Lower Wacker Drive is my favorite street in Chicago. It’s also the most confusing street in Chicago.
Chicago is well known for its easy to navigate street grid – a grid best appreciated when flying into O’Hare at night.
(I didn’t take this picture. Couldn’t find who did.)
One of the features that made the grid possible is that Chicago is incredibly flat. Unlike cities outside the Midwest, Chicago only has two terrain features to build around: Lake Michigan and the Chicago River.
The lake is easy. We didn’t need to build around the lake so much as we just built up to the edge of it (and then lay down some landfill and expand into it!) The river, on the other hand, snakes its way through some of the most expensive real estate in the country, refusing to run in any single direction.
Wacker Drive runs along that river. Because it conforms to the river and not to some man made grid, it’s one of the few streets in Chicago that doesn’t run in a straight line.
And that’s just where the confusion starts.
Wacker Drive is a double decker street, except for the stretch where it's a tripple decker where the city keeps one of its impound lots. These three roadways are named: Upper Wacker, Lower Wacker and, Lower Lower Wacker.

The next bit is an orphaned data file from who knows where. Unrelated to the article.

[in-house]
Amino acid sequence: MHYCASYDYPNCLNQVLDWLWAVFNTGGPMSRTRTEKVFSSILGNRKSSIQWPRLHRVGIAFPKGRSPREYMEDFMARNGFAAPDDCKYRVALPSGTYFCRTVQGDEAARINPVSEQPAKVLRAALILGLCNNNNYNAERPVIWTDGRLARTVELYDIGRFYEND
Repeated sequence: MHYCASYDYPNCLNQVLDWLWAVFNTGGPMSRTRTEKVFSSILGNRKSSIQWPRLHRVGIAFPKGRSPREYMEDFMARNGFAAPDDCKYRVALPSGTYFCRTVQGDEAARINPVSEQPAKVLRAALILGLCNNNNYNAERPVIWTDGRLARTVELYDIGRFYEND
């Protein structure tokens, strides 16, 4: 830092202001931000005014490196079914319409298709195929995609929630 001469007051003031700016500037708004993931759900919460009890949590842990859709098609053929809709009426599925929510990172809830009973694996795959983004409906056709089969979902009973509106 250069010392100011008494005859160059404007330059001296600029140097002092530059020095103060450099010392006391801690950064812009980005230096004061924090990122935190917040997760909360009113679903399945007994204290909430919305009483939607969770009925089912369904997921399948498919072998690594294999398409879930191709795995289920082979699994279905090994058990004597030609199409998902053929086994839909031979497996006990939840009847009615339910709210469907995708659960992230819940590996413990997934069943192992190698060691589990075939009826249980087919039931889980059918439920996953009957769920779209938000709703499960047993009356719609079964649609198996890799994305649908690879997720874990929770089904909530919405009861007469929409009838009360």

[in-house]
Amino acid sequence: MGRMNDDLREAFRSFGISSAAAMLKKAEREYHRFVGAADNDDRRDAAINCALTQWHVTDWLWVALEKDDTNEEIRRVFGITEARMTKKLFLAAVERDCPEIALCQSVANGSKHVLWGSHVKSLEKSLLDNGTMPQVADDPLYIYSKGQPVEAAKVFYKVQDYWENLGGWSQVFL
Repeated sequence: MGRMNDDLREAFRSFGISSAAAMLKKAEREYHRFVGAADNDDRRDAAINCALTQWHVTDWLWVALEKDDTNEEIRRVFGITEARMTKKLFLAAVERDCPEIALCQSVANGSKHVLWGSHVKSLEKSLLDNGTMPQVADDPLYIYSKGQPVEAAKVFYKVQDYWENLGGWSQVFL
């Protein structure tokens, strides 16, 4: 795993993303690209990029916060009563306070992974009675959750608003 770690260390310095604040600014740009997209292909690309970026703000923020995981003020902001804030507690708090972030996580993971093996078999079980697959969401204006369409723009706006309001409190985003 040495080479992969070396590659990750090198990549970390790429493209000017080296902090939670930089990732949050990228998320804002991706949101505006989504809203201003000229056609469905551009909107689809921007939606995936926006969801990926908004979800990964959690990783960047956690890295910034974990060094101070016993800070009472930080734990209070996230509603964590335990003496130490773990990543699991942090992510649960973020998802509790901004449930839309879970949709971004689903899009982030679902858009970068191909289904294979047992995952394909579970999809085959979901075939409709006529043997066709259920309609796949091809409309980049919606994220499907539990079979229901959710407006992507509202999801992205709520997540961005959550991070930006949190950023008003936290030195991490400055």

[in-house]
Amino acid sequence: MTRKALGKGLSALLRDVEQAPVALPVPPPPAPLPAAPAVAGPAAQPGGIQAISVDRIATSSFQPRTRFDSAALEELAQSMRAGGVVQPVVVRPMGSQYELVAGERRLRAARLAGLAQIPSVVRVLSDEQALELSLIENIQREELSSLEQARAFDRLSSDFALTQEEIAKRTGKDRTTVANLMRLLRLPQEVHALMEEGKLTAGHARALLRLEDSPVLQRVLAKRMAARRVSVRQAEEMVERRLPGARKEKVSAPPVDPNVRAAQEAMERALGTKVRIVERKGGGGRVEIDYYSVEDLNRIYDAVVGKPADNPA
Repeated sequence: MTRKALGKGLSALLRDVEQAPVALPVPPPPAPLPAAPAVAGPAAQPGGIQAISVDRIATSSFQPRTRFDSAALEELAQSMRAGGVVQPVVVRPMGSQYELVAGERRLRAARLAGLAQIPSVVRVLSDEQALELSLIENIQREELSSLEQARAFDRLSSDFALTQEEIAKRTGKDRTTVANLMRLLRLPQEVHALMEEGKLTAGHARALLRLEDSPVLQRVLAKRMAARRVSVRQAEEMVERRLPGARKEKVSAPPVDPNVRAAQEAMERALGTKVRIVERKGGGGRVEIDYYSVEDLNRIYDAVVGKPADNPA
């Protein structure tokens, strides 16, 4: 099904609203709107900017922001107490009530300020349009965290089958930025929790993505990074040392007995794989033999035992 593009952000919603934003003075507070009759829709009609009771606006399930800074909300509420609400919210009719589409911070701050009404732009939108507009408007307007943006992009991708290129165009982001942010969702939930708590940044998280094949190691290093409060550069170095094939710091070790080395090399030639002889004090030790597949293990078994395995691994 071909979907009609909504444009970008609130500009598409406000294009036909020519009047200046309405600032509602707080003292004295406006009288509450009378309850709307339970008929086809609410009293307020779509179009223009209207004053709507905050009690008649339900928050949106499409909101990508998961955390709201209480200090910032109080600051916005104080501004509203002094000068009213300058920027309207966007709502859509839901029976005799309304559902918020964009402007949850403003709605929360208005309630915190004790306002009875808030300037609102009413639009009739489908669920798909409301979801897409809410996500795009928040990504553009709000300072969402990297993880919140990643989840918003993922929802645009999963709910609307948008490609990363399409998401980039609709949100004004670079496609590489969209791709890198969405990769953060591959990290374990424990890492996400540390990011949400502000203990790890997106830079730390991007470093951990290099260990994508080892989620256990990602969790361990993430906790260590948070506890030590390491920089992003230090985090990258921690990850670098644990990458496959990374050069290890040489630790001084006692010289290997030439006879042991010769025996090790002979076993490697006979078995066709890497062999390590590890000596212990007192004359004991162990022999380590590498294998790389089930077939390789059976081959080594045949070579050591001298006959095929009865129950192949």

Here are the three layers of Wacker:
(Thanks to Karen Lee for that pic. She also pointed me towards this map of three leveled streets in downtown Chicago.)
You may recognize Lower Wacker from the chase sequence in the Dark Knight. Here’s where the police enter Lower Wacker Drive:
And here’s the police exiting Lower Wacker Drive:
As you can see, you have to take a ramp to get onto Lower Wacker. In that way, it's sort of like an expressway that runs through downtown. Entry and exit can be confusing, and the ramps are often hiding around bends.
Additionally, because Wacker curves and because it’s so close to the grid’s origin at State and Madison, Wacker has the most confusing set of addresses of any street in the city. If you drew Chicago’s grid on one of those graphs from high school geometry, Wacker would run through three of the four quadrants.
That means that within one square mile, we have a:
- Lower Lower East Wacker
- Lower East Wacker
- Upper East Wacker
- Lower West Wacker
- Upper West Wacker
- Lower North Wacker
- Upper North Wacker
- Lower South Wacker
- Upper South Wacker
Now add all that confusion to the fact that its tight walls and ominous pillars make driving Lower Wacker feel a bit like making a run on the Death Star exhaust port.
Lower Wacker is the best navigation hack in the City of Chicago. It’s an expressway running under the Loop. In the middle of rush hour you can get from LSD to Ogilvie or 290 in less than 7 minutes. Yet, Wacker remains under-trafficked and is seemingly immune to gridlock because most folks driving in the city either don't know how to get on it, or are scared to.
If you live in this great city, head down to the Loop some night when the traffic’s died down and spend an hour familiarizing yourself with Lower Wacker. You’ll recover your investment in no time and add another feather into your cap of Chicago elitism.